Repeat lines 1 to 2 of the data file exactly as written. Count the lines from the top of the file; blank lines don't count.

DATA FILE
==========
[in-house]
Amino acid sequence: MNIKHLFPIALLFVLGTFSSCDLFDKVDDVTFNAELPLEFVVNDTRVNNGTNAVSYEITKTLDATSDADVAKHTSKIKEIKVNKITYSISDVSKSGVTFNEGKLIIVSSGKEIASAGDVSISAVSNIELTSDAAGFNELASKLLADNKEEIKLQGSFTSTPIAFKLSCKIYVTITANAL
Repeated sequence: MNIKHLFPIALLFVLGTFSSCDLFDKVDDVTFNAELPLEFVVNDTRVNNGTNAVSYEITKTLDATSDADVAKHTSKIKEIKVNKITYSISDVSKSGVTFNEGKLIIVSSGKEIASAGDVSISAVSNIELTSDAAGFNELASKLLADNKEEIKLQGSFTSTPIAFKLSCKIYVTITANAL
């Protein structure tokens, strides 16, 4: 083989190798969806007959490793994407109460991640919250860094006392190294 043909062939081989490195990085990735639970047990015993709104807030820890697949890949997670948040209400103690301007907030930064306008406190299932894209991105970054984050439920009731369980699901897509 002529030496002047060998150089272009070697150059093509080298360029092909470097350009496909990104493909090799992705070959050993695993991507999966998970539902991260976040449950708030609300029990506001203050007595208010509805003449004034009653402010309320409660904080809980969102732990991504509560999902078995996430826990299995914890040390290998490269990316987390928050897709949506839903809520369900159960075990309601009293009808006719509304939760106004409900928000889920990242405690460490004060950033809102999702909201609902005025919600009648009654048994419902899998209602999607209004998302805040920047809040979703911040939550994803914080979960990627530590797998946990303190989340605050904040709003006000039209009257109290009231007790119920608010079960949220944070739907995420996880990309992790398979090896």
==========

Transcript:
[in-house]
Amino acid sequence: MNIKHLFPIALLFVLGTFSSCDLFDKVDDVTFNAELPLEFVVNDTRVNNGTNAVSYEITKTLDATSDADVAKHTSKIKEIKVNKITYSISDVSKSGVTFNEGKLIIVSSGKEIASAGDVSISAVSNIELTSDAAGFNELASKLLADNKEEIKLQGSFTSTPIAFKLSCKIYVTITANAL